From Clean Technica:

A class of elementary school students in Durham, North Carolina recently set out on a mission to make their classroom 100% solar powered. The fourth grade class started a Kickstarter campaign: Our Solar Powered Classroom for that purpose, and they greatly exceeded their goal. The class has stated that the extra funds will be used to purchase a larger system, which will then sell back electricity to the community.

Check out the rest of the article here.

Photo source: Clean Technica


‘Crowdfunding Clean Energy’ (NY Times)
‘“Crowdfunding” Gives Boost to Renewables in U.S.’ (IPS News)

If it seems far-fetched to imagine millions of Americans becoming mini energy producers, just look at Germany, where 51 percent of the country’s clean energy production is owned by individuals or farmers, while major utilities control just 6.5 percent of it.

A short paragraph from a recent New York Times article, ‘Crowdfunding Clean Energy’.

(Photo source:

SustainaWiki is a wiki site designed with one thing in mind: offering information about sustainability to anyone who needs it! Don’t see a page you’re looking for? Make a username and create the page!

I had a quick look around SustainaWiki and it appears quite new with much of the content fairly limited and using 2012 references. So far there are pages addressing energyfoodhome improvementhow-to guides, landscaping, technology, transportation, and waste management. If you’ve got some time and knowledge to share… well, you know what to do. If you need some guidance, you might want to check out the users guide.

Earlier in the summer we hiked the Ripple Rock Trail near Campbell River on Vancouver Island. It’s a short, 3-hour hike that ends on a rocky bluff overlooking Seymour Narrows. In 1958, it was the site of the largest non-nuclear human generated explosion of all time. It’s a beautiful place to eat a sandwich, feel the breeze, and watch birds of prey flying overhead. We were lucky enough to see a pod of transient orcas swimming up the Narrows while we were there.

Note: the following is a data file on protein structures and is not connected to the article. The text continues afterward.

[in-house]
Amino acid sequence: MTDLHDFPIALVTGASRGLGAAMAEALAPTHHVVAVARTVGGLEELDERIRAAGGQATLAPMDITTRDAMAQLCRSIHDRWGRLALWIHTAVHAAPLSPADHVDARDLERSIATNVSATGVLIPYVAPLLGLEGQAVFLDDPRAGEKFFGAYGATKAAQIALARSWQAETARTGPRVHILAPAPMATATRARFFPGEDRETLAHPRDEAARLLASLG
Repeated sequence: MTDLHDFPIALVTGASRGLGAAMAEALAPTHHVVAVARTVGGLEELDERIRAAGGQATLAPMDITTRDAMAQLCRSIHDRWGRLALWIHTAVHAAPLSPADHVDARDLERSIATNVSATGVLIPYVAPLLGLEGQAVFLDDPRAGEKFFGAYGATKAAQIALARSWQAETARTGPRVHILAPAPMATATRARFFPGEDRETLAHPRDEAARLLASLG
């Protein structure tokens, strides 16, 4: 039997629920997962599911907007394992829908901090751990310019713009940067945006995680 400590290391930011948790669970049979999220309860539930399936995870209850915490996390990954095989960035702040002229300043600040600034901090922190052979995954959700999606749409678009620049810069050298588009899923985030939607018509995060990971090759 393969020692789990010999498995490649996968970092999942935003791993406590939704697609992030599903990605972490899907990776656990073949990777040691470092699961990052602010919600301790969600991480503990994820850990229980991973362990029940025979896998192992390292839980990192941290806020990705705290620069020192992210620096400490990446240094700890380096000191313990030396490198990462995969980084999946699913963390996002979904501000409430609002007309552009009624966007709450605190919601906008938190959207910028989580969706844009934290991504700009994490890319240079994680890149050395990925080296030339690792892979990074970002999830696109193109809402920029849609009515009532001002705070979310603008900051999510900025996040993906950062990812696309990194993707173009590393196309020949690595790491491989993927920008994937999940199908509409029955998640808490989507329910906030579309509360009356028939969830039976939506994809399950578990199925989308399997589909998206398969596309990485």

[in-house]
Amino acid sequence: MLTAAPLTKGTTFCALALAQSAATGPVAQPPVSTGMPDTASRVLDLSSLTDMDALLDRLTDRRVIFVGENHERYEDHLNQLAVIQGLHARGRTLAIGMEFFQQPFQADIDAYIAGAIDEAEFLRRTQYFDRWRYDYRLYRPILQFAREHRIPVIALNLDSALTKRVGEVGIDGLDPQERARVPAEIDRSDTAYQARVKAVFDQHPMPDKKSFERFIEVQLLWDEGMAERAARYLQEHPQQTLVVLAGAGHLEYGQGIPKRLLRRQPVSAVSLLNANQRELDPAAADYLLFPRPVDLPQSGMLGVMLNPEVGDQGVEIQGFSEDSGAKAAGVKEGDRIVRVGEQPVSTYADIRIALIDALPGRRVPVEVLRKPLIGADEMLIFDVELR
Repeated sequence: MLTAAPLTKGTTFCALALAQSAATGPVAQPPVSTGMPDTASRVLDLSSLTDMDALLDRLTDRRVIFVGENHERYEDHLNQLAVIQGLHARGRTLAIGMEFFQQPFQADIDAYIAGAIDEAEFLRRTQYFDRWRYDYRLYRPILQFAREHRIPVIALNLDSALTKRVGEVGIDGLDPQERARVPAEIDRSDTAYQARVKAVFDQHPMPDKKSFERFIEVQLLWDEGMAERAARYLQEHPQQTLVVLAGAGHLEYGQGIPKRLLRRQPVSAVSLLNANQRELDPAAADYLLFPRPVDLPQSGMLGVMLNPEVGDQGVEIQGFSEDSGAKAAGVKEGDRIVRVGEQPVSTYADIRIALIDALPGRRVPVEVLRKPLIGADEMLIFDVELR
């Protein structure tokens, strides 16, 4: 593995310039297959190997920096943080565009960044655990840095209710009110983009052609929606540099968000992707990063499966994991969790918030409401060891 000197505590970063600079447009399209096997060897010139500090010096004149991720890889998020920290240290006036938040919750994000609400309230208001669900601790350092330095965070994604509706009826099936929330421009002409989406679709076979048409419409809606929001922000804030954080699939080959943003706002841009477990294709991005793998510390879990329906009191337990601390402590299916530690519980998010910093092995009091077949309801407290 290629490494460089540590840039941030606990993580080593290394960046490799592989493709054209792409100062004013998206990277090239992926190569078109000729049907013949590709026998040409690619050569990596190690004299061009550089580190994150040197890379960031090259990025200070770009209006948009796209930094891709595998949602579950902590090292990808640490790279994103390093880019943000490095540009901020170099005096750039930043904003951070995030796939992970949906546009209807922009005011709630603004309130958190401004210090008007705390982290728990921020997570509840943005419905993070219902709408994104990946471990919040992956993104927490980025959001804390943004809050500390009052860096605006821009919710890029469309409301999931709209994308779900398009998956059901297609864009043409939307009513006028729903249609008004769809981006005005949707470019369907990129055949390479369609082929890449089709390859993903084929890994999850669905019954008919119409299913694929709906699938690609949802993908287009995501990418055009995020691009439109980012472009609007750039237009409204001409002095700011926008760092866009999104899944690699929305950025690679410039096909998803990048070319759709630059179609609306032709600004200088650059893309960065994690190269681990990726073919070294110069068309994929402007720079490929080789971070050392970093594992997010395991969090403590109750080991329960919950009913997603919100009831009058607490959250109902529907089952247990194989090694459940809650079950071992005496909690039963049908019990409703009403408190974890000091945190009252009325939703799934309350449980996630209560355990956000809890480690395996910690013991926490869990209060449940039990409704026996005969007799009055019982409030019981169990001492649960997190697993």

Resilient Communities: ‘Brixton in Transition’ (Video)

From Al Jazeera English:

In the last part of earthrise's economics special, Russell Beard travels to the inner-London neighbourhood of Brixton to meet a community trialling an alternative economic model - one that values people and planet, as well as profit. Brixton is part of the growing Transition Town movement - a worldwide network of people who are re-shaping their local economies to cut carbon emissions and build stronger communities.

Residents have started a local currency - the largest in the UK - to stimulate sustainable, local production and help make their economy more resilient to financial shocks. The Brixton Pound can only be spent with independent businesses in the area and is now accepted in around 200 outlets.

They have also begun to generate their own energy through the UK’s first inner-city renewable energy co-operative. So far Brixton Energy has installed 152 solar panels on the roof of a council estate, funded by over 100 local people. Profits from the electricity generation are shared between investors and a community energy efficiency fund for residents of the estate.

Check out the rest of the article here.


Every time I walk past this Margaret Mead quote it leaves me with a smile. If you want to check it out for yourself it’s on the wall of ‘The Foundation’ restaurant at 7th and Main.

Every time I walk past this Margaret Mead quote it leaves me with a smile. If you want to check it out for yourself it’s on the wall of ‘The Foundation’ restaurant at 7th and Main.